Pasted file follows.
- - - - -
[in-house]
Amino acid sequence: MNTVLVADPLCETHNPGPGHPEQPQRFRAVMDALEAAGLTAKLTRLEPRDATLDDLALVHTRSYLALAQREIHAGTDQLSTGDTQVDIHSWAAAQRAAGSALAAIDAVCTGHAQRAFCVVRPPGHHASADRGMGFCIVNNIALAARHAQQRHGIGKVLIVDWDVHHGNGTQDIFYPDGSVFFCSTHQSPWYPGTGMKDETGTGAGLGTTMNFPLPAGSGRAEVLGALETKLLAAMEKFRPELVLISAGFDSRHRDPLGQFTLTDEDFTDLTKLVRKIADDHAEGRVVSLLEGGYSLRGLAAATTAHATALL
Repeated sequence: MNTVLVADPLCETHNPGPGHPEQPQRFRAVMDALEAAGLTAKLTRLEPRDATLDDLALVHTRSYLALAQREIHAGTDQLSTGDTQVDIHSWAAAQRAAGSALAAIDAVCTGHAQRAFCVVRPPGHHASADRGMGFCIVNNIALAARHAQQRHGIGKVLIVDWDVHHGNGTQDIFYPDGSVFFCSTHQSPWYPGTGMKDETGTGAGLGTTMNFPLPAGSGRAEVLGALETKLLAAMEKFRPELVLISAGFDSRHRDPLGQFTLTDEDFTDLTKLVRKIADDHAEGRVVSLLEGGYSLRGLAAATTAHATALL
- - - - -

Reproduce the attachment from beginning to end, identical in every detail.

[in-house]
Amino acid sequence: MNTVLVADPLCETHNPGPGHPEQPQRFRAVMDALEAAGLTAKLTRLEPRDATLDDLALVHTRSYLALAQREIHAGTDQLSTGDTQVDIHSWAAAQRAAGSALAAIDAVCTGHAQRAFCVVRPPGHHASADRGMGFCIVNNIALAARHAQQRHGIGKVLIVDWDVHHGNGTQDIFYPDGSVFFCSTHQSPWYPGTGMKDETGTGAGLGTTMNFPLPAGSGRAEVLGALETKLLAAMEKFRPELVLISAGFDSRHRDPLGQFTLTDEDFTDLTKLVRKIADDHAEGRVVSLLEGGYSLRGLAAATTAHATALL
Repeated sequence: MNTVLVADPLCETHNPGPGHPEQPQRFRAVMDALEAAGLTAKLTRLEPRDATLDDLALVHTRSYLALAQREIHAGTDQLSTGDTQVDIHSWAAAQRAAGSALAAIDAVCTGHAQRAFCVVRPPGHHASADRGMGFCIVNNIALAARHAQQRHGIGKVLIVDWDVHHGNGTQDIFYPDGSVFFCSTHQSPWYPGTGMKDETGTGAGLGTTMNFPLPAGSGRAEVLGALETKLLAAMEKFRPELVLISAGFDSRHRDPLGQFTLTDEDFTDLTKLVRKIADDHAEGRVVSLLEGGYSLRGLAAATTAHATALL